Use this URL to cite or link to this record in EThOS: http://ethos.bl.uk/OrderDetails.do?uin=uk.bl.ethos.660192
Title: Community-based creative dance for children in Edinburgh and East Lothian
Author: Oliver, S. M.
Awarding Body: University of Edinburgh
Current Institution: University of Edinburgh
Date of Award: 2004
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Abstract:
This thesis has its origins in my own experience of teaching creative dance to children in two neighbouring districts in south-east Scotland. It addresses three questions, which, stated briefly, are: 1. What do dance participants perceive creative dance to be? 2. How is it provided in the area solved? 3. What benefits are to be gained from creative dance, in participants’ opinion? A study of this sort, which spans the disciplines of education, sociology and aesthetics, defies rigid categorisation. I found it more helpful, therefore, to view it as a composite model that demanded a flexible approach to methodology. Data collection included semi-structured interviews (n=31), one structured interview, questionnaires (n=82), and observations (n=6), three of which were recorded on video tape. Issues concerning the understanding of the concepts ‘dance’, ‘art’, ‘creativity’ and ‘community’ are discussed, and the provision of dance in communities. Analysis and interpretation of the data reveal that respondents held largely positive regard for creative dance. It was thought to be a beneficial experience, physically, emotionally and cognitively, which offered an alternative way of communicating to others. Community decision-makers deemed it worthy of inclusion in Arts and Education policies, though there was little evidence of it happening at the time. In conclusion I have commented on respondents’ views of the main concepts and have referred to recent events which either have had, or are likely to have, some impact on the professional delivery of dance of every genre, in the future.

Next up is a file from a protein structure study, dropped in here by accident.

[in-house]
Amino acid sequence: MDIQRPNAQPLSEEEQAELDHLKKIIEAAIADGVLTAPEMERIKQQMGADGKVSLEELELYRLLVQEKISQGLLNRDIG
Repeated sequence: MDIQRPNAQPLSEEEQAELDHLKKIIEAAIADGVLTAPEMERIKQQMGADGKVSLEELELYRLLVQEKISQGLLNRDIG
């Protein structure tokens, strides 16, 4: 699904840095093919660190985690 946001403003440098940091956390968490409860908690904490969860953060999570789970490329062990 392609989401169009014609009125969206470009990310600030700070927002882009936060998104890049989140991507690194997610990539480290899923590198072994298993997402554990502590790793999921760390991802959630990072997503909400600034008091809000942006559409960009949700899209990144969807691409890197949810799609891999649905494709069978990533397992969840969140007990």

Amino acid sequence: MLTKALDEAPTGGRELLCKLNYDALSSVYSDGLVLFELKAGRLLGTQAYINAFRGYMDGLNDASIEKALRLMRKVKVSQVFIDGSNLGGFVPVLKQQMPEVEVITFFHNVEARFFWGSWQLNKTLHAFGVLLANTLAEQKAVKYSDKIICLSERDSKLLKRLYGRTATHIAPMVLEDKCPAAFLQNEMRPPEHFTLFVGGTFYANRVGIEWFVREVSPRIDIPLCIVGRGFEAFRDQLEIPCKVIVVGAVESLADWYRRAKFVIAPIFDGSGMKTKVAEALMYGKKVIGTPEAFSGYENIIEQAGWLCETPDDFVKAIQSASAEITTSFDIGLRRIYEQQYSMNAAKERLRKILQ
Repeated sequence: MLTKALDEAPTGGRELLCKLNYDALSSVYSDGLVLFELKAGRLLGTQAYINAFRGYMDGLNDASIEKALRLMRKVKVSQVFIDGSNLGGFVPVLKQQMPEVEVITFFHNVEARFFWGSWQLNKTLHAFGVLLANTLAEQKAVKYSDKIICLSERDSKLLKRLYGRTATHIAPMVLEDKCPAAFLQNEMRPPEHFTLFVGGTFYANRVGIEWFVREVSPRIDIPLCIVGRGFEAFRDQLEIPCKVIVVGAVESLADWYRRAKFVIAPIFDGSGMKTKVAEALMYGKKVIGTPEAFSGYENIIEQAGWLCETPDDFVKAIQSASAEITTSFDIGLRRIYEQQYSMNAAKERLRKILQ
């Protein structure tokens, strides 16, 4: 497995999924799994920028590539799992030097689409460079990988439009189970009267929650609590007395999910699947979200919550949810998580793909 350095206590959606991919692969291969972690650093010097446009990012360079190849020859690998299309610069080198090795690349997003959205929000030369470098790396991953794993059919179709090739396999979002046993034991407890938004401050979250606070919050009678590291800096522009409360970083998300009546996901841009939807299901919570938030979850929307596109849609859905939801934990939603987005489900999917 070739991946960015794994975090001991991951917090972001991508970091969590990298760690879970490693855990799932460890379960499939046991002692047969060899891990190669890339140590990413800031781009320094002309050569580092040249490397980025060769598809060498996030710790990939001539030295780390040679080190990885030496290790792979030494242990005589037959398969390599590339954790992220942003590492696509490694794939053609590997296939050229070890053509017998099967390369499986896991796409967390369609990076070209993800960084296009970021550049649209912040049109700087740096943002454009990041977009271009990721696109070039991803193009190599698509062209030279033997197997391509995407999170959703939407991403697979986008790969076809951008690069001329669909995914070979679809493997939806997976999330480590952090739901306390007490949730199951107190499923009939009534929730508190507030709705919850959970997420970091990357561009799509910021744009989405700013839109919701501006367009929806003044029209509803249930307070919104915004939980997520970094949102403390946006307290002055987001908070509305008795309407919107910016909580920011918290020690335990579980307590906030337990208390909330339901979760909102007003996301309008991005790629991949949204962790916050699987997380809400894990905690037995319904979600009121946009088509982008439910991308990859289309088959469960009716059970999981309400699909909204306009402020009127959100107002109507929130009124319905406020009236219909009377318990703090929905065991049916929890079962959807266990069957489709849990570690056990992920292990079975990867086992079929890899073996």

Supervisor: Not available Sponsor: Not available
Qualification Name: Thesis (Ph.D.) Qualification Level: Doctoral
EThOS ID: uk.bl.ethos.660192  DOI: Not available
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